When coal and nuclear power were much cheaper than more flexible power sources, grid designers were willing to deal with the headaches of incorporating them. In the near future though, it's likely that the inflexibility of nuclear and coal will cause them to shed market share to cheaper and more flexible alternatives.

  • Set Us Up The Chipper||

    What powers the factories that build windmills and their component parts?

  • Rational Exuberance||

    Chinese coal.

    Windmills and solar cells are basically just batteries charged with Chinese fossil fuel.

  • magellannh||

    China's coal fleet now operates at an astoundingly low 50% utilization thanks to lower cost alternatives.

    Sure, coal will be a diminishing part of the mix for the next 20-30 years, but after renewables, it'll mostly be ng filling in the gaps, unless something drastic changes.

    Oh, and Nuclear is dead. It just can't compete, even in China where the regulatory environment has been very accommodating and they pushed very hard to make it work.

  • Brandybuck||

    Germany has chosen to be an energy importer. They'll run power lines out east and pay the Poles and Czechs for coal based power. David Ricardo would be proud.

  • Sevo||

    Agreed.
    Germany will crow about 'being green' while importing energy from whatever source if can find.

  • magellannh||

    Much of the time, Germany gets paid to accept these imports because market prices are negative.

    When electricity supply exceeds demand, inflexible base load plants can't curtail output in response to the negative price signal. It's cheaper for their owners to pay someone to take their output than to incur the cost of a shutdown/restart cycle.

  • Death Rock and Skull||

    Hey dumb fuck, coal and nuclear plants can avoid shutting down and avoid negative pricing at the same time. They just keep running while distribution is isolated from them, which is only necessary in extreme cases of low demand. Cheaper than paying power customers. You've invalidated all the shit you posted on this article.

  • magellannh||

    It's not so simple.

    "...Certain generation technologies such as older nuclear power plants in some countries are not designed for short-term output variations (referred to as inflexible base load). Furthermore, part of the conventional power plants has to remain on-line for security reasons, such as providing reserve capacity, paid for by the TSO (referred to as must-run generation) (See Figure 2, left). This issue becomes even more important with the increasing share of RES-E facing prediction errors and additional reserve capacity requirements. This may result in negative price bids, in order to guarantee the acceptance of this bid. "

    More here: https://goo.gl/Vl4ZJp

  • Death Rock and Skull||

    You can let a boiler keep burning and let a turbine keep spinning as much as you want without it affecting anything. The electrons aren't even going to flow through the wires unless some power user closes some circuit somewhere. The idea of paying people to close circuits is retarded.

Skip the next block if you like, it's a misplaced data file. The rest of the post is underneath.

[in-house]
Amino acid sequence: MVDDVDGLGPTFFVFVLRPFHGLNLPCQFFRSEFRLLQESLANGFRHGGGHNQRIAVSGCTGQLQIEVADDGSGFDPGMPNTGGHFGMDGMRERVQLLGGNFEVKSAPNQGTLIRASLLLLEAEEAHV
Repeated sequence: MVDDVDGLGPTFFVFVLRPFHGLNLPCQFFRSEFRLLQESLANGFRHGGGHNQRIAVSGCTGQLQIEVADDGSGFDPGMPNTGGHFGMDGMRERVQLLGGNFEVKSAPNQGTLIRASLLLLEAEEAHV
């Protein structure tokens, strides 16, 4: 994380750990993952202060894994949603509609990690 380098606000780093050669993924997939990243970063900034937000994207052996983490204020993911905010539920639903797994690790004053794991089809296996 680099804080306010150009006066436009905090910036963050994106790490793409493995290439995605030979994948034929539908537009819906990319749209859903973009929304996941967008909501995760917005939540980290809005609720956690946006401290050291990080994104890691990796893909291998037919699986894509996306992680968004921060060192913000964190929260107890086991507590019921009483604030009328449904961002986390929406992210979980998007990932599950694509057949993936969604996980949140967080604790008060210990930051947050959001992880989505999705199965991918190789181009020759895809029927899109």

• magellannh||

    This is a complicated topic, but here's one simplified example of how prices can go negative:

    Base load plants earn a multi-part revenue stream. The familiar source of revenue comes from selling their output in competitive markets. Another significant part of their revenue stream comes from 'capacity' payments that are made by grid operators. These payments are in exchange for a promise by plant owners to always be ready to provide power to the grid when needed. Any time a plant owner takes their plant offline, they forfeit part of this capacity payment revenue stream.

  • Death Rock and Skull||

    I don't know what kind of bullshit regulated utility markets they have in fascist Europe, but where I come from you can leave a coal plant running full blast and connected to the grid even when present demand isn't using it, and the only parties who get paid for it are some plant engineers and the companies supplying the fuel. If this happens too much then someone is going to go bankrupt, but having to pay someone to turn on lights when nobody needs them on sounds like an even faster way to go bankrupt.

  • magellannh||

    The capacity payment system I described is used in the US.

    You might try doing some reading about how the grid works before you post next time.

  • Death Rock and Skull||

    I know how the grid works. Nothing about physics requires plants to go offline. What you describe is pure economic bullshit that wouldn't happen in a truly deregulated market. They can stuff that "common carrier" shit too.

  • Sevo||

    magellannh|3.21.17 @ 5:47PM|#
    "This is a complicated topic, but here's one simplified example of how prices can go negative:"

    So the price to party A can go negative since the government is coercing party B to pay exorbitant rates, all so they and twits like you can claim 'green energy works'?

  • magellannh||

    Capacity payments have nothing to do with green energy.

    They're part of a market-based incentive mechanism that grid operators in much of the country have used for decades to ensure there's always enough generation capacity available to handle expected demand.

  • Sevo||

    "They're part of a market-based incentive mechanism that grid operators in much of the country have used for decades to ensure there's always enough generation capacity available to handle expected demand."

    If they are "market-based", I guess the operators came up with them without any government intervention whatsoever, right?